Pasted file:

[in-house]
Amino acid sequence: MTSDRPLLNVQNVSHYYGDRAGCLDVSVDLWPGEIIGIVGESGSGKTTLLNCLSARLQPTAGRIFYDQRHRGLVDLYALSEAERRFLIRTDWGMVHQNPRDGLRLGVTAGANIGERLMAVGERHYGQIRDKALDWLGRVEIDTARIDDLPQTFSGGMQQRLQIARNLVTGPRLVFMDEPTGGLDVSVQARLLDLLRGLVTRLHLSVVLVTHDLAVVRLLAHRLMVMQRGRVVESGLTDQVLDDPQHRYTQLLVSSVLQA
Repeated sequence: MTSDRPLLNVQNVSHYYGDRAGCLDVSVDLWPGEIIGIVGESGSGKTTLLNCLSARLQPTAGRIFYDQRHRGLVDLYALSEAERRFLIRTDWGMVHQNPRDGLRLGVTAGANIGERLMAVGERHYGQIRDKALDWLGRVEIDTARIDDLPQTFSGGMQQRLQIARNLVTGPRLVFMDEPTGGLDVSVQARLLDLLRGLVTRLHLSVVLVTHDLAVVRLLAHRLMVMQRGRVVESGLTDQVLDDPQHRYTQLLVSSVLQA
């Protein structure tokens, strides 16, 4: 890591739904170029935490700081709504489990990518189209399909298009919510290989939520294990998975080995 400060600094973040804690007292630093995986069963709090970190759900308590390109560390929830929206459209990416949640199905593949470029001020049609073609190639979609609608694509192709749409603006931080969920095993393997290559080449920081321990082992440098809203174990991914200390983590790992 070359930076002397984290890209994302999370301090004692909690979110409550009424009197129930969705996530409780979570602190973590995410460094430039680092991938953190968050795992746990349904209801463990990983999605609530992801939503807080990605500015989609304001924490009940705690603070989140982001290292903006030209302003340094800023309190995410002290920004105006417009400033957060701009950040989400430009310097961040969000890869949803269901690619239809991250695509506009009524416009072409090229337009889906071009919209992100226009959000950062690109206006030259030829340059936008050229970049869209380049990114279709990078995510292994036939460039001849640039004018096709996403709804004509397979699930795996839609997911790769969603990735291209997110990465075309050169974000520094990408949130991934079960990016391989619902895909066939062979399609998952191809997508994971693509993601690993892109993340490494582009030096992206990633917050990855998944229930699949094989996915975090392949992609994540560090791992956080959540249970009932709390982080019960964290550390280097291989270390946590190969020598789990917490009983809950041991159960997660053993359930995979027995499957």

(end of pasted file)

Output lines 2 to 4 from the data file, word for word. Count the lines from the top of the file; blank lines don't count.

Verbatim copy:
Amino acid sequence: MTSDRPLLNVQNVSHYYGDRAGCLDVSVDLWPGEIIGIVGESGSGKTTLLNCLSARLQPTAGRIFYDQRHRGLVDLYALSEAERRFLIRTDWGMVHQNPRDGLRLGVTAGANIGERLMAVGERHYGQIRDKALDWLGRVEIDTARIDDLPQTFSGGMQQRLQIARNLVTGPRLVFMDEPTGGLDVSVQARLLDLLRGLVTRLHLSVVLVTHDLAVVRLLAHRLMVMQRGRVVESGLTDQVLDDPQHRYTQLLVSSVLQA
Repeated sequence: MTSDRPLLNVQNVSHYYGDRAGCLDVSVDLWPGEIIGIVGESGSGKTTLLNCLSARLQPTAGRIFYDQRHRGLVDLYALSEAERRFLIRTDWGMVHQNPRDGLRLGVTAGANIGERLMAVGERHYGQIRDKALDWLGRVEIDTARIDDLPQTFSGGMQQRLQIARNLVTGPRLVFMDEPTGGLDVSVQARLLDLLRGLVTRLHLSVVLVTHDLAVVRLLAHRLMVMQRGRVVESGLTDQVLDDPQHRYTQLLVSSVLQA
């Protein structure tokens, strides 16, 4: 890591739904170029935490700081709504489990990518189209399909298009919510290989939520294990998975080995 400060600094973040804690007292630093995986069963709090970190759900308590390109560390929830929206459209990416949640199905593949470029001020049609073609190639979609609608694509192709749409603006931080969920095993393997290559080449920081321990082992440098809203174990991914200390983590790992 070359930076002397984290890209994302999370301090004692909690979110409550009424009197129930969705996530409780979570602190973590995410460094430039680092991938953190968050795992746990349904209801463990990983999605609530992801939503807080990605500015989609304001924490009940705690603070989140982001290292903006030209302003340094800023309190995410002290920004105006417009400033957060701009950040989400430009310097961040969000890869949803269901690619239809991250695509506009009524416009072409090229337009889906071009919209992100226009959000950062690109206006030259030829340059936008050229970049869209380049990114279709990078995510292994036939460039001849640039004018096709996403709804004509397979699930795996839609997911790769969603990735291209997110990465075309050169974000520094990408949130991934079960990016391989619902895909066939062979399609998952191809997508994971693509993601690993892109993340490494582009030096992206990633917050990855998944229930699949094989996915975090392949992609994540560090791992956080959540249970009932709390982080019960964290550390280097291989270390946590190969020598789990917490009983809950041991159960997660053993359930995979027995499957």